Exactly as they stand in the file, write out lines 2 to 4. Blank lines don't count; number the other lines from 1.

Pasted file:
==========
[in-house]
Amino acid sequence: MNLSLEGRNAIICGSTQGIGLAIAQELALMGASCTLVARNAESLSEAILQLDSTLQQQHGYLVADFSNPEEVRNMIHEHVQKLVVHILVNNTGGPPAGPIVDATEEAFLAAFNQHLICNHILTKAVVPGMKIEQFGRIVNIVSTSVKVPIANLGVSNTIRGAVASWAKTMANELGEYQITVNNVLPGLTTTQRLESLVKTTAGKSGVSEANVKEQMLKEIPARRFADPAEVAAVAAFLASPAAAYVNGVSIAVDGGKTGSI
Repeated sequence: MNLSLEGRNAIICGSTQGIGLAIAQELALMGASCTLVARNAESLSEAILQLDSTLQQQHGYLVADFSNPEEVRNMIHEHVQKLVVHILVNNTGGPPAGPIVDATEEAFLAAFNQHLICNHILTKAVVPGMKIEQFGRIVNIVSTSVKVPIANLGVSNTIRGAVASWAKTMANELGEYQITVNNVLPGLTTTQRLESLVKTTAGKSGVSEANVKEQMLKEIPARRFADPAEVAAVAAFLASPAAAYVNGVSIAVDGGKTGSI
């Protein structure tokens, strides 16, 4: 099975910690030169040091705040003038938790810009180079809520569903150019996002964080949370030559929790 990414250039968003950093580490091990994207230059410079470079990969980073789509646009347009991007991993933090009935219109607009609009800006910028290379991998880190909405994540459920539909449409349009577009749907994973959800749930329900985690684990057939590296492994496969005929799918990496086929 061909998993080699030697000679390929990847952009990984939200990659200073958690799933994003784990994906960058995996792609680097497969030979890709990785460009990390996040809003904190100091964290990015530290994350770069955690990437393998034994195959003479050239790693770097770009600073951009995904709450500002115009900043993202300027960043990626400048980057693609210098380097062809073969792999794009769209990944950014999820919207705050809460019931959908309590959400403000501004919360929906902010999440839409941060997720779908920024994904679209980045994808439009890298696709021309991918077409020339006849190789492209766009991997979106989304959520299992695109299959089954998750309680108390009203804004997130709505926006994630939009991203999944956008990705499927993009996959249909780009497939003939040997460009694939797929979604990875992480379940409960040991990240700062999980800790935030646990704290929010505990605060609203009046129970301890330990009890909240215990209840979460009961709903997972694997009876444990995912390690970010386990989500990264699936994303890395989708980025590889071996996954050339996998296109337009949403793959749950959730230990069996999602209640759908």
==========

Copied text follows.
Amino acid sequence: MNLSLEGRNAIICGSTQGIGLAIAQELALMGASCTLVARNAESLSEAILQLDSTLQQQHGYLVADFSNPEEVRNMIHEHVQKLVVHILVNNTGGPPAGPIVDATEEAFLAAFNQHLICNHILTKAVVPGMKIEQFGRIVNIVSTSVKVPIANLGVSNTIRGAVASWAKTMANELGEYQITVNNVLPGLTTTQRLESLVKTTAGKSGVSEANVKEQMLKEIPARRFADPAEVAAVAAFLASPAAAYVNGVSIAVDGGKTGSI
Repeated sequence: MNLSLEGRNAIICGSTQGIGLAIAQELALMGASCTLVARNAESLSEAILQLDSTLQQQHGYLVADFSNPEEVRNMIHEHVQKLVVHILVNNTGGPPAGPIVDATEEAFLAAFNQHLICNHILTKAVVPGMKIEQFGRIVNIVSTSVKVPIANLGVSNTIRGAVASWAKTMANELGEYQITVNNVLPGLTTTQRLESLVKTTAGKSGVSEANVKEQMLKEIPARRFADPAEVAAVAAFLASPAAAYVNGVSIAVDGGKTGSI
């Protein structure tokens, strides 16, 4: 099975910690030169040091705040003038938790810009180079809520569903150019996002964080949370030559929790 990414250039968003950093580490091990994207230059410079470079990969980073789509646009347009991007991993933090009935219109607009609009800006910028290379991998880190909405994540459920539909449409349009577009749907994973959800749930329900985690684990057939590296492994496969005929799918990496086929 061909998993080699030697000679390929990847952009990984939200990659200073958690799933994003784990994906960058995996792609680097497969030979890709990785460009990390996040809003904190100091964290990015530290994350770069955690990437393998034994195959003479050239790693770097770009600073951009995904709450500002115009900043993202300027960043990626400048980057693609210098380097062809073969792999794009769209990944950014999820919207705050809460019931959908309590959400403000501004919360929906902010999440839409941060997720779908920024994904679209980045994808439009890298696709021309991918077409020339006849190789492209766009991997979106989304959520299992695109299959089954998750309680108390009203804004997130709505926006994630939009991203999944956008990705499927993009996959249909780009497939003939040997460009694939797929979604990875992480379940409960040991990240700062999980800790935030646990704290929010505990605060609203009046129970301890330990009890909240215990209840979460009961709903997972694997009876444990995912390690970010386990989500990264699936994303890395989708980025590889071996996954050339996998296109337009949403793959749950959730230990069996999602209640759908």